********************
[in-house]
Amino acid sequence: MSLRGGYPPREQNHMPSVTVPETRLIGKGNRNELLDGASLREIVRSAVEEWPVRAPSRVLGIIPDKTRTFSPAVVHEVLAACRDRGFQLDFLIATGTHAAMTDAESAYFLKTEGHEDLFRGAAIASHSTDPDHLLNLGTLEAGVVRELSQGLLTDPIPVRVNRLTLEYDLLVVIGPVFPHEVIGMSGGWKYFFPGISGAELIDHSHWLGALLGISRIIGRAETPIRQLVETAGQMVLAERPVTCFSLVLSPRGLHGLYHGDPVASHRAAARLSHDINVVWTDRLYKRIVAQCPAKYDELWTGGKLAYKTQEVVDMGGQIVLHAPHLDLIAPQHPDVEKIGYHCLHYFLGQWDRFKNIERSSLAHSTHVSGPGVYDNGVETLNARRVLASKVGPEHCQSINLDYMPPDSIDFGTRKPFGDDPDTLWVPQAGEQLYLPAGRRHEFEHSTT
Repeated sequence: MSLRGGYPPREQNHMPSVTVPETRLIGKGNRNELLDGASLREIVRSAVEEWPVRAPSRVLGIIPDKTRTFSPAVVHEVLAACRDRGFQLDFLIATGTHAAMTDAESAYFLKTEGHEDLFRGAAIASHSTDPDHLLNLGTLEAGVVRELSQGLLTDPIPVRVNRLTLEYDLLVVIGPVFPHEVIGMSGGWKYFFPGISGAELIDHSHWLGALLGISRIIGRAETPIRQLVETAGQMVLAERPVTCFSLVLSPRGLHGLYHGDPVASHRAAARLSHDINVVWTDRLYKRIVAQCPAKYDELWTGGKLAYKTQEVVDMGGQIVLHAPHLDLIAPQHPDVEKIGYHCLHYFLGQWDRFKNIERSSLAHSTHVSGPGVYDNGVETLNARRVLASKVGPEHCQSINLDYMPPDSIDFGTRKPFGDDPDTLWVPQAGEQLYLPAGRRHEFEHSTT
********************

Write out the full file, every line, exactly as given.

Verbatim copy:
[in-house]
Amino acid sequence: MSLRGGYPPREQNHMPSVTVPETRLIGKGNRNELLDGASLREIVRSAVEEWPVRAPSRVLGIIPDKTRTFSPAVVHEVLAACRDRGFQLDFLIATGTHAAMTDAESAYFLKTEGHEDLFRGAAIASHSTDPDHLLNLGTLEAGVVRELSQGLLTDPIPVRVNRLTLEYDLLVVIGPVFPHEVIGMSGGWKYFFPGISGAELIDHSHWLGALLGISRIIGRAETPIRQLVETAGQMVLAERPVTCFSLVLSPRGLHGLYHGDPVASHRAAARLSHDINVVWTDRLYKRIVAQCPAKYDELWTGGKLAYKTQEVVDMGGQIVLHAPHLDLIAPQHPDVEKIGYHCLHYFLGQWDRFKNIERSSLAHSTHVSGPGVYDNGVETLNARRVLASKVGPEHCQSINLDYMPPDSIDFGTRKPFGDDPDTLWVPQAGEQLYLPAGRRHEFEHSTT
Repeated sequence: MSLRGGYPPREQNHMPSVTVPETRLIGKGNRNELLDGASLREIVRSAVEEWPVRAPSRVLGIIPDKTRTFSPAVVHEVLAACRDRGFQLDFLIATGTHAAMTDAESAYFLKTEGHEDLFRGAAIASHSTDPDHLLNLGTLEAGVVRELSQGLLTDPIPVRVNRLTLEYDLLVVIGPVFPHEVIGMSGGWKYFFPGISGAELIDHSHWLGALLGISRIIGRAETPIRQLVETAGQMVLAERPVTCFSLVLSPRGLHGLYHGDPVASHRAAARLSHDINVVWTDRLYKRIVAQCPAKYDELWTGGKLAYKTQEVVDMGGQIVLHAPHLDLIAPQHPDVEKIGYHCLHYFLGQWDRFKNIERSSLAHSTHVSGPGVYDNGVETLNARRVLASKVGPEHCQSINLDYMPPDSIDFGTRKPFGDDPDTLWVPQAGEQLYLPAGRRHEFEHSTT